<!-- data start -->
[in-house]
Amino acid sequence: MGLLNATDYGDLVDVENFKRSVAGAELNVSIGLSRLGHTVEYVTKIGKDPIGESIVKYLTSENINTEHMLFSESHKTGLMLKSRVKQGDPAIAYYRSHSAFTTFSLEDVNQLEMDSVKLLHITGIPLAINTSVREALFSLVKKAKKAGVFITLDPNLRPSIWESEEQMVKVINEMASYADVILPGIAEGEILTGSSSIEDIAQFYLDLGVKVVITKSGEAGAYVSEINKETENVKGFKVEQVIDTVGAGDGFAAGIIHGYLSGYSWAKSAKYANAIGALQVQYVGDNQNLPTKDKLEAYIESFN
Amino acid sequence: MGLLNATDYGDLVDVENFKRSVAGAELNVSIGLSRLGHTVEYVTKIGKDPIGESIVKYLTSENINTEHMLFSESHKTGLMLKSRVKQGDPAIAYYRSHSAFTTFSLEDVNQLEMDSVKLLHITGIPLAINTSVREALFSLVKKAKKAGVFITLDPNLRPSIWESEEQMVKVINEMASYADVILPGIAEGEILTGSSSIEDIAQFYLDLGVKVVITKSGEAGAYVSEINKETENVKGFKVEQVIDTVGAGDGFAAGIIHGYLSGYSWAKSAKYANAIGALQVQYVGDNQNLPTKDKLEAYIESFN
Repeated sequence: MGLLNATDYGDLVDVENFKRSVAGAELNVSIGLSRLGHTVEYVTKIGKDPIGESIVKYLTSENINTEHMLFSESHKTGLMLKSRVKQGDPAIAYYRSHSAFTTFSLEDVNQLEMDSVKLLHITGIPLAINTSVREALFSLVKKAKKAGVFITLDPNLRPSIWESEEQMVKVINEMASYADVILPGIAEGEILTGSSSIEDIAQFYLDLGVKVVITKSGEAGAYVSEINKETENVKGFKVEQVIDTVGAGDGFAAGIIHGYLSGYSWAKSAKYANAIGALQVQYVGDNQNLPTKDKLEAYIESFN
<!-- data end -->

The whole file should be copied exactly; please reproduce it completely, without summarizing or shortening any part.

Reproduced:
[in-house]
Amino acid sequence: MGLLNATDYGDLVDVENFKRSVAGAELNVSIGLSRLGHTVEYVTKIGKDPIGESIVKYLTSENINTEHMLFSESHKTGLMLKSRVKQGDPAIAYYRSHSAFTTFSLEDVNQLEMDSVKLLHITGIPLAINTSVREALFSLVKKAKKAGVFITLDPNLRPSIWESEEQMVKVINEMASYADVILPGIAEGEILTGSSSIEDIAQFYLDLGVKVVITKSGEAGAYVSEINKETENVKGFKVEQVIDTVGAGDGFAAGIIHGYLSGYSWAKSAKYANAIGALQVQYVGDNQNLPTKDKLEAYIESFN
Amino acid sequence: MGLLNATDYGDLVDVENFKRSVAGAELNVSIGLSRLGHTVEYVTKIGKDPIGESIVKYLTSENINTEHMLFSESHKTGLMLKSRVKQGDPAIAYYRSHSAFTTFSLEDVNQLEMDSVKLLHITGIPLAINTSVREALFSLVKKAKKAGVFITLDPNLRPSIWESEEQMVKVINEMASYADVILPGIAEGEILTGSSSIEDIAQFYLDLGVKVVITKSGEAGAYVSEINKETENVKGFKVEQVIDTVGAGDGFAAGIIHGYLSGYSWAKSAKYANAIGALQVQYVGDNQNLPTKDKLEAYIESFN
Repeated sequence: MGLLNATDYGDLVDVENFKRSVAGAELNVSIGLSRLGHTVEYVTKIGKDPIGESIVKYLTSENINTEHMLFSESHKTGLMLKSRVKQGDPAIAYYRSHSAFTTFSLEDVNQLEMDSVKLLHITGIPLAINTSVREALFSLVKKAKKAGVFITLDPNLRPSIWESEEQMVKVINEMASYADVILPGIAEGEILTGSSSIEDIAQFYLDLGVKVVITKSGEAGAYVSEINKETENVKGFKVEQVIDTVGAGDGFAAGIIHGYLSGYSWAKSAKYANAIGALQVQYVGDNQNLPTKDKLEAYIESFN